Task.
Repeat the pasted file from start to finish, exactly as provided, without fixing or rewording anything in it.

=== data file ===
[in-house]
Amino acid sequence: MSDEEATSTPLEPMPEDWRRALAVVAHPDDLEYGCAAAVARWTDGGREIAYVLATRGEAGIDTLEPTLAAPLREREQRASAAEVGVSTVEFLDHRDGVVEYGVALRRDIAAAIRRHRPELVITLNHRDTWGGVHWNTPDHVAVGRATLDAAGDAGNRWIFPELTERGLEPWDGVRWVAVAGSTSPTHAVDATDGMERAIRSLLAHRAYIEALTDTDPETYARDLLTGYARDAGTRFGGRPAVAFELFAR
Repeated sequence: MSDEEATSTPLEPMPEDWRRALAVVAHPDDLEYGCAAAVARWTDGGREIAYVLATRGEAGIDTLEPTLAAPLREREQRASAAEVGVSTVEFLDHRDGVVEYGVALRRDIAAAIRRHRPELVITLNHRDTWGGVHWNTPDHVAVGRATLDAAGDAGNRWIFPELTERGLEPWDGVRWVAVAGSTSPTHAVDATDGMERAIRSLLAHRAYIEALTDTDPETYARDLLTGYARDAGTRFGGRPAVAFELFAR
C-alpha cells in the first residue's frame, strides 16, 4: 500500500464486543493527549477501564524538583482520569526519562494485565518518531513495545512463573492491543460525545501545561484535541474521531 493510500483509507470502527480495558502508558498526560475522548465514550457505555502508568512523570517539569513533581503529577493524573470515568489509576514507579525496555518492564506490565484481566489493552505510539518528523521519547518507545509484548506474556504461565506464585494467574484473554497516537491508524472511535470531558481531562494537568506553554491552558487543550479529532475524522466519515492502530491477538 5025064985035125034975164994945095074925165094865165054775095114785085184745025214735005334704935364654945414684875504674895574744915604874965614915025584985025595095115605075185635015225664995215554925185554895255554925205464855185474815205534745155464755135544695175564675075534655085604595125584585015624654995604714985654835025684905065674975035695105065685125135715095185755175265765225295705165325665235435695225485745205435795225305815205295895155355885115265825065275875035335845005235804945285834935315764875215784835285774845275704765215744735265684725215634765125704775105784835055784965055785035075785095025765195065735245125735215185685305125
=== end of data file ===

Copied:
[in-house]
Amino acid sequence: MSDEEATSTPLEPMPEDWRRALAVVAHPDDLEYGCAAAVARWTDGGREIAYVLATRGEAGIDTLEPTLAAPLREREQRASAAEVGVSTVEFLDHRDGVVEYGVALRRDIAAAIRRHRPELVITLNHRDTWGGVHWNTPDHVAVGRATLDAAGDAGNRWIFPELTERGLEPWDGVRWVAVAGSTSPTHAVDATDGMERAIRSLLAHRAYIEALTDTDPETYARDLLTGYARDAGTRFGGRPAVAFELFAR
Repeated sequence: MSDEEATSTPLEPMPEDWRRALAVVAHPDDLEYGCAAAVARWTDGGREIAYVLATRGEAGIDTLEPTLAAPLREREQRASAAEVGVSTVEFLDHRDGVVEYGVALRRDIAAAIRRHRPELVITLNHRDTWGGVHWNTPDHVAVGRATLDAAGDAGNRWIFPELTERGLEPWDGVRWVAVAGSTSPTHAVDATDGMERAIRSLLAHRAYIEALTDTDPETYARDLLTGYARDAGTRFGGRPAVAFELFAR
C-alpha cells in the first residue's frame, strides 16, 4: 500500500464486543493527549477501564524538583482520569526519562494485565518518531513495545512463573492491543460525545501545561484535541474521531 493510500483509507470502527480495558502508558498526560475522548465514550457505555502508568512523570517539569513533581503529577493524573470515568489509576514507579525496555518492564506490565484481566489493552505510539518528523521519547518507545509484548506474556504461565506464585494467574484473554497516537491508524472511535470531558481531562494537568506553554491552558487543550479529532475524522466519515492502530491477538 5025064985035125034975164994945095074925165094865165054775095114785085184745025214735005334704935364654945414684875504674895574744915604874965614915025584985025595095115605075185635015225664995215554925185554895255554925205464855185474815205534745155464755135544695175564675075534655085604595125584585015624654995604714985654835025684905065674975035695105065685125135715095185755175265765225295705165325665235435695225485745205435795225305815205295895155355885115265825065275875035335845005235804945285834935315764875215784835285774845275704765215744735265684725215634765125704775105784835055784965055785035075785095025765195065735245125735215185685305125